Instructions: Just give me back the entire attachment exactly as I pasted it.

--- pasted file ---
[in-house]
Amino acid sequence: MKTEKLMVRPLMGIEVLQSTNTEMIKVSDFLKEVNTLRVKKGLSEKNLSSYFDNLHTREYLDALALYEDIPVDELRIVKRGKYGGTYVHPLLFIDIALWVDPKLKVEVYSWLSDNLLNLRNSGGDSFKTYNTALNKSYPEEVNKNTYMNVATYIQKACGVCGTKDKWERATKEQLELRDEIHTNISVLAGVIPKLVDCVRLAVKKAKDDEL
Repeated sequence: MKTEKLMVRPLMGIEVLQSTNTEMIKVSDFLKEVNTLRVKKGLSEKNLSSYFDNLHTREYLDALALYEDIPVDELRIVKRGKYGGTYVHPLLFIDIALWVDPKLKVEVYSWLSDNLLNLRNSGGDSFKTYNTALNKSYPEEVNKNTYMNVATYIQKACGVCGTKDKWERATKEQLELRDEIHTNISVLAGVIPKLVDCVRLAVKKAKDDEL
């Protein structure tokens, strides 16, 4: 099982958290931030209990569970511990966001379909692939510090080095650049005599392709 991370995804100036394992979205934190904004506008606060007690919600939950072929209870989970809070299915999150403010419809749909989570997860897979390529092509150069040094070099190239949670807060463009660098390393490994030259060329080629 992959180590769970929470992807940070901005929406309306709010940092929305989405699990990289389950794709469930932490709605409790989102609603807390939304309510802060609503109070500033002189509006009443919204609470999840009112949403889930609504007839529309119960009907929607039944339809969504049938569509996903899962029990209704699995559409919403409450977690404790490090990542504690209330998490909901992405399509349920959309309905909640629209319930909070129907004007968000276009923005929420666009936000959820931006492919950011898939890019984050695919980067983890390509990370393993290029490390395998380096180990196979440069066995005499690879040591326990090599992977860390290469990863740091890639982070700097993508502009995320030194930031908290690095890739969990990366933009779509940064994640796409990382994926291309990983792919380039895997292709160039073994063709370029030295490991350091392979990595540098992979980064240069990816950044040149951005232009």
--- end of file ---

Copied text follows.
[in-house]
Amino acid sequence: MKTEKLMVRPLMGIEVLQSTNTEMIKVSDFLKEVNTLRVKKGLSEKNLSSYFDNLHTREYLDALALYEDIPVDELRIVKRGKYGGTYVHPLLFIDIALWVDPKLKVEVYSWLSDNLLNLRNSGGDSFKTYNTALNKSYPEEVNKNTYMNVATYIQKACGVCGTKDKWERATKEQLELRDEIHTNISVLAGVIPKLVDCVRLAVKKAKDDEL
Repeated sequence: MKTEKLMVRPLMGIEVLQSTNTEMIKVSDFLKEVNTLRVKKGLSEKNLSSYFDNLHTREYLDALALYEDIPVDELRIVKRGKYGGTYVHPLLFIDIALWVDPKLKVEVYSWLSDNLLNLRNSGGDSFKTYNTALNKSYPEEVNKNTYMNVATYIQKACGVCGTKDKWERATKEQLELRDEIHTNISVLAGVIPKLVDCVRLAVKKAKDDEL
């Protein structure tokens, strides 16, 4: 099982958290931030209990569970511990966001379909692939510090080095650049005599392709 991370995804100036394992979205934190904004506008606060007690919600939950072929209870989970809070299915999150403010419809749909989570997860897979390529092509150069040094070099190239949670807060463009660098390393490994030259060329080629 992959180590769970929470992807940070901005929406309306709010940092929305989405699990990289389950794709469930932490709605409790989102609603807390939304309510802060609503109070500033002189509006009443919204609470999840009112949403889930609504007839529309119960009907929607039944339809969504049938569509996903899962029990209704699995559409919403409450977690404790490090990542504690209330998490909901992405399509349920959309309905909640629209319930909070129907004007968000276009923005929420666009936000959820931006492919950011898939890019984050695919980067983890390509990370393993290029490390395998380096180990196979440069066995005499690879040591326990090599992977860390290469990863740091890639982070700097993508502009995320030194930031908290690095890739969990990366933009779509940064994640796409990382994926291309990983792919380039895997292709160039073994063709370029030295490991350091392979990595540098992979980064240069990816950044040149951005232009």